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Eve Curie Labouisse dies

At the age of 102 Eve Curie Labouisse, the daughter of the Nobel Prize-winning scientist Marie Curie, has died. She was a humanitarian and journalist who wrote a best-selling biography of her mother.

Labouisse died Monday in her Manhattan apartment, her stepdaughter, Anne L. Peretz, said Thursday.

Her book, "Madame Curie," published in 1937, chronicled the life of Labouisse's mother from her birth in Poland and education in France to her discovery - with her husband Pierre Curie - of the radioactive elements radium and polonium.

Marie Curie was awarded two Nobel prizes: in physics, which she shared with her husband in 1903, and in chemistry in 1911.

The book, published three years after her mother's death, is considered a classic among scientific biographies. However, it has been criticized by some for leaving out an affair Curie had with a married man after the death of her husband.

The book was made into a film starring Greer Garson as Marie Curie and Walter Pidgeon as her husband.

Labouisse was a war correspondent during World War II, covering fronts in Libya, Russia, Burma (now Myanmar) and China. She chronicled her wartime experience in a 1943 book, "Journal Among Warriors."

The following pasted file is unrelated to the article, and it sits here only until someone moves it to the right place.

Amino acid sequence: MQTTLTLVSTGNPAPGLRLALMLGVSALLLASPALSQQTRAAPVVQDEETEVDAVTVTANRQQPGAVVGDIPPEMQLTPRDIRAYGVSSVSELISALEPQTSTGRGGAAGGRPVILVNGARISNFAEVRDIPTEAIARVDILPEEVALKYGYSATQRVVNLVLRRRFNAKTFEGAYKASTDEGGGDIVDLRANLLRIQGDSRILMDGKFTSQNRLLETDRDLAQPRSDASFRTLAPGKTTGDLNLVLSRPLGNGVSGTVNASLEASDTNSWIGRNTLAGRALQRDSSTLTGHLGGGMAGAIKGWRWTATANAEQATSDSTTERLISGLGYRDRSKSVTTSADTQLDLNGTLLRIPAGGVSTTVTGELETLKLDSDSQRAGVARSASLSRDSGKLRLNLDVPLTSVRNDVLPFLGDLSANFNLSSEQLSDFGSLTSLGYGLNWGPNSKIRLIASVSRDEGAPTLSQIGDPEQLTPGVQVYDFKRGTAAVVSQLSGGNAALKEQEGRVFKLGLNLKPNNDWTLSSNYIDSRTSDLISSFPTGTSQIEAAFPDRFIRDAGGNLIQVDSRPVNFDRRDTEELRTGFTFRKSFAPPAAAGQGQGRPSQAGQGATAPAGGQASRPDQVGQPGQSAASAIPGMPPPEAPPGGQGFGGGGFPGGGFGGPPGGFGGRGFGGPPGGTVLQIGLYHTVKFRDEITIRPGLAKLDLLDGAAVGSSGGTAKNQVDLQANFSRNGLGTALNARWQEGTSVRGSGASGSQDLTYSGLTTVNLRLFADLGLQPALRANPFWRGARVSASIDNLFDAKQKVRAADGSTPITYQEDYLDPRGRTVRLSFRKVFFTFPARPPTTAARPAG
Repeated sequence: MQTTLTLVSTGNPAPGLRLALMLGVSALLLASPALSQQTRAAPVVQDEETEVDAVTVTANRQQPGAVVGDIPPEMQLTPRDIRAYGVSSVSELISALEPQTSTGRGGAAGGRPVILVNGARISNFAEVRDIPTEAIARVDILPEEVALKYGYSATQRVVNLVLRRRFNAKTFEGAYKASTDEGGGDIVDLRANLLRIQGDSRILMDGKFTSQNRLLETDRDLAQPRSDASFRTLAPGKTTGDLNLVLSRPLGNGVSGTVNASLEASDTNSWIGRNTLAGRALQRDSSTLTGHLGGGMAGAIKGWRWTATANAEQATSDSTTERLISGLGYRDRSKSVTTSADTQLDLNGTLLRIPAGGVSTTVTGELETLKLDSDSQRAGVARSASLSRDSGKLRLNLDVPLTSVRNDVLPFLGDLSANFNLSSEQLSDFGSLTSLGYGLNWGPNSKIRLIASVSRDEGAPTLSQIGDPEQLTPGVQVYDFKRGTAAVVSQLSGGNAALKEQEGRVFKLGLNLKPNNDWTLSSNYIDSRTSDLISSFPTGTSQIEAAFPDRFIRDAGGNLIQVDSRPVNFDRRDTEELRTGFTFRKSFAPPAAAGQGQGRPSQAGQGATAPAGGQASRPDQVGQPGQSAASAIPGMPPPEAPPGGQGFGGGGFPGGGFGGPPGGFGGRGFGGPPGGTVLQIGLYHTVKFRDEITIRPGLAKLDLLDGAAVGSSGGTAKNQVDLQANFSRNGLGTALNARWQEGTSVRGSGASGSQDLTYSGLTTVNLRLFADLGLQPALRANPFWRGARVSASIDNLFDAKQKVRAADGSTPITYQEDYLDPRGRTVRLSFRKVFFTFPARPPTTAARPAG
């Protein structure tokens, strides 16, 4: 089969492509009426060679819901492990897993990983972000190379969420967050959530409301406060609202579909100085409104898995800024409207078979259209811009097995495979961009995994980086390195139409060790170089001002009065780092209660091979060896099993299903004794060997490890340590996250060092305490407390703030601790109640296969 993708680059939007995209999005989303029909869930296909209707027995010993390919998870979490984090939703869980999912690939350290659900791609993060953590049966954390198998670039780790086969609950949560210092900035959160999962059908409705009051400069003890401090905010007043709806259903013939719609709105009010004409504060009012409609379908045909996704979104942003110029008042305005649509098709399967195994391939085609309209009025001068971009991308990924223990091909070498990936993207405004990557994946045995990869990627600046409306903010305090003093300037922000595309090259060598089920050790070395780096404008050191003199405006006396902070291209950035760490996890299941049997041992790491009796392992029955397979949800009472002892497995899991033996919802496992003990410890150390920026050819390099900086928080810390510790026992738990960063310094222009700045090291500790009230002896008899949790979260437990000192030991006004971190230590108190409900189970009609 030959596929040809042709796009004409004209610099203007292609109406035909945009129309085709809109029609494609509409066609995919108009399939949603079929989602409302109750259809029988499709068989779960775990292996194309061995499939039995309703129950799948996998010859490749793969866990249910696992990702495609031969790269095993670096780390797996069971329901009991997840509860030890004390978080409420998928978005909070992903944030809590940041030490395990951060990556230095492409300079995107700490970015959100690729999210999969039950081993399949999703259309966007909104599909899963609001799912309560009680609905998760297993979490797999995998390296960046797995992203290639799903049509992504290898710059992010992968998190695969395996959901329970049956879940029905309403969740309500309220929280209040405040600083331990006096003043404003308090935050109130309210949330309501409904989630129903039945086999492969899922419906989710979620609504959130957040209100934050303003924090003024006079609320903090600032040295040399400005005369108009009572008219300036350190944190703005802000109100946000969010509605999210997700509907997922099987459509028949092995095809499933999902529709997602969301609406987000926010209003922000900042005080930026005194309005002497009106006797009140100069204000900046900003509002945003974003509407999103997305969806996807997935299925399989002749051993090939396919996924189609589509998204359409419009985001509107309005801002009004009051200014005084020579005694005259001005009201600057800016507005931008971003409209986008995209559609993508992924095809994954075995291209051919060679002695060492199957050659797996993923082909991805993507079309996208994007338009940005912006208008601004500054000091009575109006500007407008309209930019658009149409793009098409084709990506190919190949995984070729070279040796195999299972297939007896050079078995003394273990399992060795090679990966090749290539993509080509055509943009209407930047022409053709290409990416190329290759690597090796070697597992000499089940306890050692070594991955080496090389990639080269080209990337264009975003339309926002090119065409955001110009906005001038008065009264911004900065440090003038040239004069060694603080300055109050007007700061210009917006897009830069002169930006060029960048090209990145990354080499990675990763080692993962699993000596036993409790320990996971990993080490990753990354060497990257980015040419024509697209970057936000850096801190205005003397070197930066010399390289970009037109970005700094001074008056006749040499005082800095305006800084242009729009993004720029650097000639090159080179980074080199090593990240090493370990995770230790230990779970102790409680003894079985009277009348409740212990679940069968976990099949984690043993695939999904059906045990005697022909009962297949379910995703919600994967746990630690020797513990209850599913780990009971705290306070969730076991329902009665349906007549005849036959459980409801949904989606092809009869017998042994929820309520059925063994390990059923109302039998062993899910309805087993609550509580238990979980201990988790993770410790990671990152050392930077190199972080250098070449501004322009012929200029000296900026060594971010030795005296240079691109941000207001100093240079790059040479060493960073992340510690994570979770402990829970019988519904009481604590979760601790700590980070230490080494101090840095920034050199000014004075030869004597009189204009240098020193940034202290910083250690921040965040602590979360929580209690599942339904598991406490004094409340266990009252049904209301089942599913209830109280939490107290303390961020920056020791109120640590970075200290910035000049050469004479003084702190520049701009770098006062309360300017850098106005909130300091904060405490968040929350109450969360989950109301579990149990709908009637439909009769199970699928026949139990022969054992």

Born in Paris, Labouisse served with the women's division of Gen. Charles de Gaulle's Fighting French. She became a staunch advocate of the Free French cause after the Nazis occupied France and later was publisher of the French newspaper Paris-Press.

She came to the United States after the Vichy government revoked her French citizenship.

In the 1950s, she was a special adviser to the secretary general of NATO.

She married Henry R. Labouisse, a United Nations diplomat, in 1954, becoming an advocate for underprivileged children around the world during her husband's 15-year tenure as executive director of UNICEF.

In 1935, Labouisse's only sibling, Irene Joliot-Curie, and her brother-in-law, Frederic Joliot, shared a Nobel Prize in chemistry. Her sister died in 1956 of the same cause as their mother: leukemia, believed to have been caused by prolonged exposure to radioactive material.

Labouisse also was a trained concert pianist, and as a young woman performed throughout Europe.

In addition to her stepdaughter, Labouisse, a former resident of Wainscott, on Long Island, is survived by four stepgrandchildren and seven stepgreat-grandchildren. Her husband died in 1987.

A private graveside service is planned for Monday at the Metairie Cemetery in New Orleans. The family asked that in lieu of flowers, donations be made to the Center for Family Life in Brooklyn.

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